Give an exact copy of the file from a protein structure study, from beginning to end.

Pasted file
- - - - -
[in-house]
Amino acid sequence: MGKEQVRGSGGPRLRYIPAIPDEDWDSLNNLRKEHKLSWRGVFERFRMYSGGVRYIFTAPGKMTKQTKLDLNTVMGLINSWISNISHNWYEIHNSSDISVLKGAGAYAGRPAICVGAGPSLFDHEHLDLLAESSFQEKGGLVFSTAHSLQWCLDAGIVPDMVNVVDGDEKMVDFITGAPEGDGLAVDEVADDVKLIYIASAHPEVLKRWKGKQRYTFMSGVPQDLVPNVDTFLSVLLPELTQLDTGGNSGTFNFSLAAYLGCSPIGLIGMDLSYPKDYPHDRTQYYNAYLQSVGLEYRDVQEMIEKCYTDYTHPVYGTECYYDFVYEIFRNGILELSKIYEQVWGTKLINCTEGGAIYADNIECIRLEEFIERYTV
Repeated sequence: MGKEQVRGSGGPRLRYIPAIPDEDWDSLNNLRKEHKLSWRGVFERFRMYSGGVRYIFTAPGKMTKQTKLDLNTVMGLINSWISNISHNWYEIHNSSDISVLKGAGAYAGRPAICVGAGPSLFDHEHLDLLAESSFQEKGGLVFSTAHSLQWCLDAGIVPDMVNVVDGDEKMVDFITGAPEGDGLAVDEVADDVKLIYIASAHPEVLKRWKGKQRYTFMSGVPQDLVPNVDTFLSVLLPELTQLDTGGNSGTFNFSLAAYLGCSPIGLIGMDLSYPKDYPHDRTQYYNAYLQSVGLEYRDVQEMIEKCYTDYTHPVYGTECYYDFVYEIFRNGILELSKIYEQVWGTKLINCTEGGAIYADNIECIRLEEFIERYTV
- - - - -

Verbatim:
[in-house]
Amino acid sequence: MGKEQVRGSGGPRLRYIPAIPDEDWDSLNNLRKEHKLSWRGVFERFRMYSGGVRYIFTAPGKMTKQTKLDLNTVMGLINSWISNISHNWYEIHNSSDISVLKGAGAYAGRPAICVGAGPSLFDHEHLDLLAESSFQEKGGLVFSTAHSLQWCLDAGIVPDMVNVVDGDEKMVDFITGAPEGDGLAVDEVADDVKLIYIASAHPEVLKRWKGKQRYTFMSGVPQDLVPNVDTFLSVLLPELTQLDTGGNSGTFNFSLAAYLGCSPIGLIGMDLSYPKDYPHDRTQYYNAYLQSVGLEYRDVQEMIEKCYTDYTHPVYGTECYYDFVYEIFRNGILELSKIYEQVWGTKLINCTEGGAIYADNIECIRLEEFIERYTV
Repeated sequence: MGKEQVRGSGGPRLRYIPAIPDEDWDSLNNLRKEHKLSWRGVFERFRMYSGGVRYIFTAPGKMTKQTKLDLNTVMGLINSWISNISHNWYEIHNSSDISVLKGAGAYAGRPAICVGAGPSLFDHEHLDLLAESSFQEKGGLVFSTAHSLQWCLDAGIVPDMVNVVDGDEKMVDFITGAPEGDGLAVDEVADDVKLIYIASAHPEVLKRWKGKQRYTFMSGVPQDLVPNVDTFLSVLLPELTQLDTGGNSGTFNFSLAAYLGCSPIGLIGMDLSYPKDYPHDRTQYYNAYLQSVGLEYRDVQEMIEKCYTDYTHPVYGTECYYDFVYEIFRNGILELSKIYEQVWGTKLINCTEGGAIYADNIECIRLEEFIERYTV